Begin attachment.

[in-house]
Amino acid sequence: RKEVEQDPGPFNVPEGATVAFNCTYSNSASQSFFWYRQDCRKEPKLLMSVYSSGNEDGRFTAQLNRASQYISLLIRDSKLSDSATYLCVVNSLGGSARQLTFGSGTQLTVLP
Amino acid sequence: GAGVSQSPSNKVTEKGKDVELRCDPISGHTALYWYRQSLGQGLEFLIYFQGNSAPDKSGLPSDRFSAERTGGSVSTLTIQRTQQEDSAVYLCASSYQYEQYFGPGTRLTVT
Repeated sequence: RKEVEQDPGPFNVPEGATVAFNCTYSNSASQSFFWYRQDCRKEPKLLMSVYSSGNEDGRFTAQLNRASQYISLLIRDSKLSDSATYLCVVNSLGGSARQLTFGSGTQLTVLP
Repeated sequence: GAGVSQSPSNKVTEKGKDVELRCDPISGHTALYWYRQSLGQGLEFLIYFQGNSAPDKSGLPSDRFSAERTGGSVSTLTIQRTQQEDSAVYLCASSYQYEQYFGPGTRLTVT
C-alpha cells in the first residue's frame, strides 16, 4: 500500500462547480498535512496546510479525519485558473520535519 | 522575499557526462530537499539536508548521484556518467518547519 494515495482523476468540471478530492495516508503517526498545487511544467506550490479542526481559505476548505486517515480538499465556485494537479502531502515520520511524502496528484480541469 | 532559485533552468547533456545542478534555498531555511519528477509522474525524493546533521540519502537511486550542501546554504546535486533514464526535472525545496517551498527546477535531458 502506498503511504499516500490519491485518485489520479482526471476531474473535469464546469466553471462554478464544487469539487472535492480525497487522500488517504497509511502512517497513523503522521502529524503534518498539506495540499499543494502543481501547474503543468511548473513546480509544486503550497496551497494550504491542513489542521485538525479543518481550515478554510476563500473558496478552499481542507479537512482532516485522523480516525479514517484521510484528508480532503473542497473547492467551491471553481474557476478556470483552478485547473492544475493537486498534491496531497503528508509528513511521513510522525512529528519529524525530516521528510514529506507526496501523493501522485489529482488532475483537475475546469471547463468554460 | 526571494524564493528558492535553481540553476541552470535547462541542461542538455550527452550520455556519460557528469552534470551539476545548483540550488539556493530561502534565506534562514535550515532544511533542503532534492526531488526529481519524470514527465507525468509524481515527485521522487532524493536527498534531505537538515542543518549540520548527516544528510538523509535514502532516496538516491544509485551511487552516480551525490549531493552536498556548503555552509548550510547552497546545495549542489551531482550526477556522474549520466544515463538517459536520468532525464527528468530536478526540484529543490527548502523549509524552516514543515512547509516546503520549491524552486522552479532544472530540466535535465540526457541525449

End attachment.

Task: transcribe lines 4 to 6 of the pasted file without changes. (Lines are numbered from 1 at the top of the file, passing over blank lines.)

Repeated sequence: RKEVEQDPGPFNVPEGATVAFNCTYSNSASQSFFWYRQDCRKEPKLLMSVYSSGNEDGRFTAQLNRASQYISLLIRDSKLSDSATYLCVVNSLGGSARQLTFGSGTQLTVLP
Repeated sequence: GAGVSQSPSNKVTEKGKDVELRCDPISGHTALYWYRQSLGQGLEFLIYFQGNSAPDKSGLPSDRFSAERTGGSVSTLTIQRTQQEDSAVYLCASSYQYEQYFGPGTRLTVT
C-alpha cells in the first residue's frame, strides 16, 4: 500500500462547480498535512496546510479525519485558473520535519 | 522575499557526462530537499539536508548521484556518467518547519 494515495482523476468540471478530492495516508503517526498545487511544467506550490479542526481559505476548505486517515480538499465556485494537479502531502515520520511524502496528484480541469 | 532559485533552468547533456545542478534555498531555511519528477509522474525524493546533521540519502537511486550542501546554504546535486533514464526535472525545496517551498527546477535531458 502506498503511504499516500490519491485518485489520479482526471476531474473535469464546469466553471462554478464544487469539487472535492480525497487522500488517504497509511502512517497513523503522521502529524503534518498539506495540499499543494502543481501547474503543468511548473513546480509544486503550497496551497494550504491542513489542521485538525479543518481550515478554510476563500473558496478552499481542507479537512482532516485522523480516525479514517484521510484528508480532503473542497473547492467551491471553481474557476478556470483552478485547473492544475493537486498534491496531497503528508509528513511521513510522525512529528519529524525530516521528510514529506507526496501523493501522485489529482488532475483537475475546469471547463468554460 | 526571494524564493528558492535553481540553476541552470535547462541542461542538455550527452550520455556519460557528469552534470551539476545548483540550488539556493530561502534565506534562514535550515532544511533542503532534492526531488526529481519524470514527465507525468509524481515527485521522487532524493536527498534531505537538515542543518549540520548527516544528510538523509535514502532516496538516491544509485551511487552516480551525490549531493552536498556548503555552509548550510547552497546545495549542489551531482550526477556522474549520466544515463538517459536520468532525464527528468530536478526540484529543490527548502523549509524552516514543515512547509516546503520549491524552486522552479532544472530540466535535465540526457541525449